Every iPad user has that app he or she uses when they have some time to blow. Generally, it’s something that isn’t very constructive. Some entail throwing birds at pigs, while others reading through gigantic amounts of news you’re never going to use. For those of us who want to be more constructive, however, there’s a different app, and its name is Duolingo. Duolingo allows you to learn a new language, right on your iPad. You can learn Italian, Portuguese, German, French, or Spanish with the app. More languages are coming soon, and just in case you need help understanding this article, you can learn English as well.
Back in primary school I remember learning about the internals of the human body by constructing a digestive system out of toilet rolls. Needless to say, that summer I probably used more toilet tissue than I needed too in an effort to get enough toilet rolls together. The results were awesome though. I plonked a marble through the cardboard oesophagus and proudly demonstrated to my parents the wonders of the human digestive system. I’m assuming my model had the equivalent of the runs as my marble got through in about 5 seconds. Now, the days of such eco-unfriendly learning are behind us and Zybright have released a great app called My Incredible Body, which I would say is aimed at ages 4-13. Continue reading →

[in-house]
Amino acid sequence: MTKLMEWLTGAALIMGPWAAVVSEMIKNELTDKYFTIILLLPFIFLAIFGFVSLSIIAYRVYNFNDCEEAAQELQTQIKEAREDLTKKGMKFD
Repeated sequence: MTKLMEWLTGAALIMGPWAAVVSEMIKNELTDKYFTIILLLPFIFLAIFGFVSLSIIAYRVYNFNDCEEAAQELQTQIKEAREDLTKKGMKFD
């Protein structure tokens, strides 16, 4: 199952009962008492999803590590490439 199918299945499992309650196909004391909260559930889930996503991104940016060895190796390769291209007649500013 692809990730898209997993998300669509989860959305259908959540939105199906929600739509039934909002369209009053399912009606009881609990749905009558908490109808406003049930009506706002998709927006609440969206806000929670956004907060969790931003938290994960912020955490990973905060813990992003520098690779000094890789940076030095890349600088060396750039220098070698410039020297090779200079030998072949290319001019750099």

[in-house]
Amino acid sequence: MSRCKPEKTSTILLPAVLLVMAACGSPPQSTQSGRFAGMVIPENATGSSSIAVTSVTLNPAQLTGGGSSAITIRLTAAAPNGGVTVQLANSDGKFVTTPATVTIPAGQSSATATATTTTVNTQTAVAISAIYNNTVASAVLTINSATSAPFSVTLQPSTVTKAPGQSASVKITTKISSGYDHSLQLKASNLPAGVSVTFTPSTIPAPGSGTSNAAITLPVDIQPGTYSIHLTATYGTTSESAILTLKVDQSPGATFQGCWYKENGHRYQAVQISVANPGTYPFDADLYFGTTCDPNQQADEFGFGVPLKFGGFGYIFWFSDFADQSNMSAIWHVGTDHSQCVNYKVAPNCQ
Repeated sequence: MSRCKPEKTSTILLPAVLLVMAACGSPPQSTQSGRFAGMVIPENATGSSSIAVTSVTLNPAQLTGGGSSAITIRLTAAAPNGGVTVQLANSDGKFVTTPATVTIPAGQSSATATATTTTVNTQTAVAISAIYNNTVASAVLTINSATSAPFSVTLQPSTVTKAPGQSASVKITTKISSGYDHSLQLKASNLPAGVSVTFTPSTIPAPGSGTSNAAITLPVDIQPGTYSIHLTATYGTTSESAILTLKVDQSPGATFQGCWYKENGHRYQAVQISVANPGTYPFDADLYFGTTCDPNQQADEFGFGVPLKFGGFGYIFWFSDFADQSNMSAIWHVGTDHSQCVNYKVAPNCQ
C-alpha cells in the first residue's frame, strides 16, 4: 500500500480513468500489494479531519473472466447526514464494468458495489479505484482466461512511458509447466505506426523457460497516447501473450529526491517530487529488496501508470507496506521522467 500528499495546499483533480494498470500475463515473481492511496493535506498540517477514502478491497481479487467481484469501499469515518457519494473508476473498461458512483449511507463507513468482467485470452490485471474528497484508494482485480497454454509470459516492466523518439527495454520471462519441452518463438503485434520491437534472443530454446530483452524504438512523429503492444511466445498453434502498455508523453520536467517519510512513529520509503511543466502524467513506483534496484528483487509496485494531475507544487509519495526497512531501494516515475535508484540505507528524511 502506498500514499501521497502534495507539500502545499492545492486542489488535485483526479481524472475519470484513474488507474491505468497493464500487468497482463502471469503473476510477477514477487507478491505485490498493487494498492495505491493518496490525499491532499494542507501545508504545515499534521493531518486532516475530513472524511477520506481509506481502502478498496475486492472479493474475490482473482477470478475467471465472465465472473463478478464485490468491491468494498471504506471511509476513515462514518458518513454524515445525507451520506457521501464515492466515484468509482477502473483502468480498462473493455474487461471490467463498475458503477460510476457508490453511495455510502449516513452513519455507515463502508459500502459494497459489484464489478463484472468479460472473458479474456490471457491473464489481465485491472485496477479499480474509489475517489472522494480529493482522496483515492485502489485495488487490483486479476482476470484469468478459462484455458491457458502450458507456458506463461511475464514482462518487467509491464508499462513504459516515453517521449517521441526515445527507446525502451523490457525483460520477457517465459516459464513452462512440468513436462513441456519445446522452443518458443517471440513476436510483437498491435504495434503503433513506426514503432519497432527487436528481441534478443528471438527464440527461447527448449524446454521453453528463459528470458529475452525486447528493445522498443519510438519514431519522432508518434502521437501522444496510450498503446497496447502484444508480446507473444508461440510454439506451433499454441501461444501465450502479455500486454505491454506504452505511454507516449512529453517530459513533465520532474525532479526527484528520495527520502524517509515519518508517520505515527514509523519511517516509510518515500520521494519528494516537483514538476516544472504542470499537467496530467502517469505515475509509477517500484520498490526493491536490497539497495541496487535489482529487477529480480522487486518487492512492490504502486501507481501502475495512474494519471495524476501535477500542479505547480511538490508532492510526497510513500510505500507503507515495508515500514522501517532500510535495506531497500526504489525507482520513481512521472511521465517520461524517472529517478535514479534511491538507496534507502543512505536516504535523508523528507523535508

Being a teacher and a die hard geek, I’ve long been searching for a way to take my courses online in a meaningful way where students can engage in their work in Martini fashion (anytime, anywhere, not drunk). There have been lots of, what we might call ‘Virtual Learning Environments’ over the last ten years, some terrible (I’m naming no names here) and some pretty good. There has always, however, been the stumbling block that the student still has to go somewhere to get hold of course materials, ie to a computer. What I have long been after is a medium where the work goes seamlessly to the student, and likewise, the teacher can create courses in an effective, time efficient way. We might just have found this with iTunes U 2.0 which has been recently updated by Apple. Continue reading →
As any teacher will tell you, the last thing they want to be doing is faffing around with technology during a lesson. An easy way for a lesson to go quickly south is to be relying on a piece of technology to work there and then, and it suddenly doesn’t. Cue descent into chaos and a carefully planned lesson unravelling. This is one of the reasons why the iPad is so appealing in education, because it isn’t a faff (and this is coming from an Android fan). There are also certain apps on the iPad which work in an extremely straightforward way and do something very useful in the classroom. Classroom PDF is one of those apps. Continue reading →